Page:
LAS VEGAS — Summer League is all about the young guys, and no player in this year's draft was younger than Josh Primo, selected by San Antonio with pick No.12.
His talent is raw but real, and he's already showing promise in a bigger role than his 3 and D play at Alabama. Still, his coaches and teammates say the most impressive thing about him is that he's cool, calm and collected as an 18-year-old playing against grown men.
"It's a different feeling, coming into what's kind of like your first NBA game," he said after his pro debut at Salt Lake City Summer League. "But then again it is just basketball, so you've got to go into it with the same mentality that you would if it was in college, high school, middle school."
"I think the word poise always comes to mind. He's 18 years old, kid could be at summer school, a freshman in college, and the way he carries himself when things are going good, and things are going bad, to me, have made a big impression."
Poise doesn't mean perfection, and Primo turned it over six times in his introductory game. He wasn't satisfied with his performance afterward, and playing as a point guard is not something he did in his one year in college. At Summer League, however, everyone takes on a bigger role, and the young guns are encouraged to expand their games and leave their comfort zones.
"I think his passing is super natural. Both hands I think he looks to make plays, I think he can execute passes that maybe a lot of people don't naturally, some of that is he can pass with both hands off the dribble and get in the paint," said Johnson. "Adding the physicality piece to that, the bumps and the length and the athleticism and the speed of the game, it's gonna be an adjustment, but I think you see the potential and the natural talent and passing ability."
"Honestly, the way he's playing right now looks like he's making a lot of good reads as a point guard. NBA is definitely different from college, so some of the passes he's trying to make might not get there, but it's the fact that he's seeing it and trying to make the pass is impressive."
"That's something I'd been doing my whole high school career. Not a lot of people know that, but I've always really played on ball," Primo said. "Going into Alabama I took on a different role, and I accepted that to the fullest and just made sure that I was a great off-ball player. Now I feel like I have both things I can do whatever coach needs me to do on the floor."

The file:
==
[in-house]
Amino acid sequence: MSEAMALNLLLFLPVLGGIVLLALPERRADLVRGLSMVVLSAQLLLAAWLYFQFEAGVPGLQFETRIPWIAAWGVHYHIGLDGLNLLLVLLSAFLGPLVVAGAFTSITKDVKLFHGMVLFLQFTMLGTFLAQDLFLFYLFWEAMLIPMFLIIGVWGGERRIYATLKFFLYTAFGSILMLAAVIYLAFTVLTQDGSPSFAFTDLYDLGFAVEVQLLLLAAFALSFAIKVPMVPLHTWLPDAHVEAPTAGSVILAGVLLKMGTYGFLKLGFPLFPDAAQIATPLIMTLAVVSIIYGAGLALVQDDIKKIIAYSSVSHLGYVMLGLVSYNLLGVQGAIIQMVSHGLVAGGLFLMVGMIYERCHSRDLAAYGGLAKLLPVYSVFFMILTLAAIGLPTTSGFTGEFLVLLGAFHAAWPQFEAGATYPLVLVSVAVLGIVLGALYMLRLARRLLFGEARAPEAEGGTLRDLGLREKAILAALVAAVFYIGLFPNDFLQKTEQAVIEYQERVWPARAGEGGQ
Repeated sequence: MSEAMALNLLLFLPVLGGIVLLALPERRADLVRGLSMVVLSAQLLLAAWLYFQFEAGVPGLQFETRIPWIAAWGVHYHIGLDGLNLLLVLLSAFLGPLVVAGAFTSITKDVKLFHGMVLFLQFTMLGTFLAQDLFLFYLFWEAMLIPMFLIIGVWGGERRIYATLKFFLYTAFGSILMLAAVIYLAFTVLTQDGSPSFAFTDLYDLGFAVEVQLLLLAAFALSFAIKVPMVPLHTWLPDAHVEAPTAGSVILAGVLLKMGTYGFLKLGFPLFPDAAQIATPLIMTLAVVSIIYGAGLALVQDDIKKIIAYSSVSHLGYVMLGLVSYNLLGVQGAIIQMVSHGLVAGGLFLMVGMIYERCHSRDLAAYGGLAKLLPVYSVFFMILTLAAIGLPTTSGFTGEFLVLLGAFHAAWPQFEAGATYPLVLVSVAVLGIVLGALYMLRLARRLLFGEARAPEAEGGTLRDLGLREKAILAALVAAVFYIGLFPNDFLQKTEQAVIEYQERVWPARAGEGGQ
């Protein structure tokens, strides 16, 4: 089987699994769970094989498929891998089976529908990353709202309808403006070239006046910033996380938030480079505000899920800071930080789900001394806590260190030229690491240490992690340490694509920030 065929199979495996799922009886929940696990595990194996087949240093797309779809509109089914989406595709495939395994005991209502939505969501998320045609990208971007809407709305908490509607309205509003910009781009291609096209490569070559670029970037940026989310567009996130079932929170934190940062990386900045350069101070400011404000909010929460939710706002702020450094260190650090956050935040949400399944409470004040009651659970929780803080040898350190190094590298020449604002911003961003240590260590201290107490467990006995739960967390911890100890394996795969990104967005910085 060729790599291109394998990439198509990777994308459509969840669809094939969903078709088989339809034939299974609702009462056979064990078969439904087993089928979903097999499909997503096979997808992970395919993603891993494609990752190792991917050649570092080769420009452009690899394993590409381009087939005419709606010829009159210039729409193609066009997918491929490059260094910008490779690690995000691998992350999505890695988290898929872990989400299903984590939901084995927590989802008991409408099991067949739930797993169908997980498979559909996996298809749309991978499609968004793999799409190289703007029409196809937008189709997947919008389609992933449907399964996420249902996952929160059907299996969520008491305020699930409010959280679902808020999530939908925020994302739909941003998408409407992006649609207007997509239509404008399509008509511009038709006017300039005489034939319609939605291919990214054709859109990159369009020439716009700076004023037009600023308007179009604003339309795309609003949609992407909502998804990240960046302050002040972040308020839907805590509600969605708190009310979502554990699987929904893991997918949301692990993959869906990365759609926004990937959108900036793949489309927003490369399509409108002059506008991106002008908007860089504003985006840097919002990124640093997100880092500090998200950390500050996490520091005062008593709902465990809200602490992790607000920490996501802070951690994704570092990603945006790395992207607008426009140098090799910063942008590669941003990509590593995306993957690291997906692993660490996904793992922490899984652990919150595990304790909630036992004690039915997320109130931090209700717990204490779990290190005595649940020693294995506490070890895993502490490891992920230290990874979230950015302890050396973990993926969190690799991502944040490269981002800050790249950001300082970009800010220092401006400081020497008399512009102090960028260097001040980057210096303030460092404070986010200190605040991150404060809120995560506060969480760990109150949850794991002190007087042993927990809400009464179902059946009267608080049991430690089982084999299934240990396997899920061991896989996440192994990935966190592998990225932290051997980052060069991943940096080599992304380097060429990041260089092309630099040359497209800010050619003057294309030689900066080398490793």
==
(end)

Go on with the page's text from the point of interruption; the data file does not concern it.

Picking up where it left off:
"I think he's a versatile guy," Johnson said. "I think he's gonna be able to pass, dribble and shoot, and I think he's gonna be able to play on the ball and off the ball. That's a big part of the reason why we like him, and we think he can fit with the nucleus of our young guys. We have multiple guys who we hope can do that, he's gonna be one of those guys coming through the development program, and we hope he can be a part of it."
Confidence is key to that development, and Primo is actively working to build it even though he seems to have plenty. He went from 11 points and 6 turnovers in the first game in Utah to 17 points and 3 turnovers in his second.
He said the key was getting comfortable, not just as an individual but as a unit with his teammates.
"We haven't played much together as a team, so just getting that team chemistry going and then obviously just being more physical with it, being more aggressive, not as tentative, being aggressive to score, and then that's what's gonna jumpstart some of that playmaking," he said. "Devin's been working with me, trying to just get me to play free."
This is Vassell's first Summer League too, and after being drafted as a teenager himself just a year ago, he seems to be relishing his first real chance to take a younger player under his wing.
"At 18 years old to come out here and play with that much confidence... I talked to him before the game and at halftime like, 'bro, just play confident, play your game,' and he showed everybody that he's here and that he's ready," Vassell said. "He's young, he's gonna make mistakes, he's gonna turn the ball over, he's gonna mess up, but at the end of the day he doesn't let that get to him, he keeps coming and making some big shots in the fourth quarter when we needed him to, hitting tough ones. I mean, he hit a Dirk fadeaway in the first half... he has so much potential, I don't know if he knows how good he is or how good he can be."
Primo's ability to drain triples off the bounce and pass ambidextrously makes him difficult to guard, and he's shown more shiftiness than sloppiness with his dribble so far. He has a lot of learning to do, but this is about as good as on the job training gets. He's excited, not nervous, to play with the ball in his hands against the best players in his draft class.
"It's a great opportunity for myself," he said. "I'm blessed to be in this position where they're kind of asking me to do more for my team, and I love the challenge. I'm just gonna take it on and continue to push myself each day and compete."